A team of researchers at the University of Toronto has developed a new drug targeted at parts of the brain and spinal cord associated with pain perception, which may more effectively control chronic pain caused by nerve injuries.
In a paper published Jan. 12 in the journal Science Translational Medicine, a team led by Professor Min Zhuo of the Department of Physiology and Centre for the Study of Pain, the Canada Research Chair in Pain and Cognition, showed that a new drug called NB001 produced powerful pain-killing effects in mice and in human neuronal cell lines.
Acute or physiological pain is necessary for animals and humans to get through daily life. Minor pain alerts the body that something is wrong, said Zhuo. On other hand, increased and unmanageable nerve pain, typically described as chronic shooting or burning sensations, has no survival benefit and is usually caused by severe injury or diseases such as cancer or AIDS.
Chronic pain one of the most common health problems worldwide. In extreme cases, even the gentle pressure of clothing rubbing against the skin or the bending of a joint can become unbearable. Previous studies have found that chronic pain is not just a prolonged form of acute pain, but arises from distinct changes in synapses, the junctions that permit neurons to pass through to another cell, along sensory pathways in the brain and spinal cord. Unfortunately, most conventional painkillers dont effectively shut off chronic pain and have a tendency to also attack acute pain.
In the paper, entitled Identification of an Adenylyl Cyclase Inhibitor for Treating Neuropathic and Inflammatory Pain, the researchers found that pain may be controlled by using NB001 to block a particular enzyme known as type 1 adenylate cyclase, or AC1. That enzyme is mainly produced in the neurons of the spinal cord and front region of the brain during nerve injury. Zhuo and his colleagues previously showed that knocking out the AC1 gene significantly reduced or blocked chronic pain in mice. Yet this time, instead of blocking AC1 in the entire body, the new drug works by only blocking AC1 in specific regions of the brain and spinal cord. The dose of NB001 required for producing analgesic effects is at least 10-50 times lower than current chronic pain drugs in the market.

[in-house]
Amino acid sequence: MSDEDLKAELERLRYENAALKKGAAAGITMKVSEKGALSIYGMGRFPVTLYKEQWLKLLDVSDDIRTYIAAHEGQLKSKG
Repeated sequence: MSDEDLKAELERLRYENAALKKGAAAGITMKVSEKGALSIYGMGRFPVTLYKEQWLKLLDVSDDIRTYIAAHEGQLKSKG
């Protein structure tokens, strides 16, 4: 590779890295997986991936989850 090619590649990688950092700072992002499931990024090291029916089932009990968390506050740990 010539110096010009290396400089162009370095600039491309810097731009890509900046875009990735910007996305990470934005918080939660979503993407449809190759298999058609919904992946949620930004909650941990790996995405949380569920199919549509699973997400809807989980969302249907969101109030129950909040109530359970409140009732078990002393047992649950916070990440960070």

The findings suggest that AC1 is critical for various forms of chronic pain, but does not contribute to acute pain. Moreover, unlike other drug targets for chronic pain, AC1 is selectively expressed in neurons and thus is less likely to cause potential side effects in non-neuronal organs such as the heart, liver, and kidney, Zhuo said.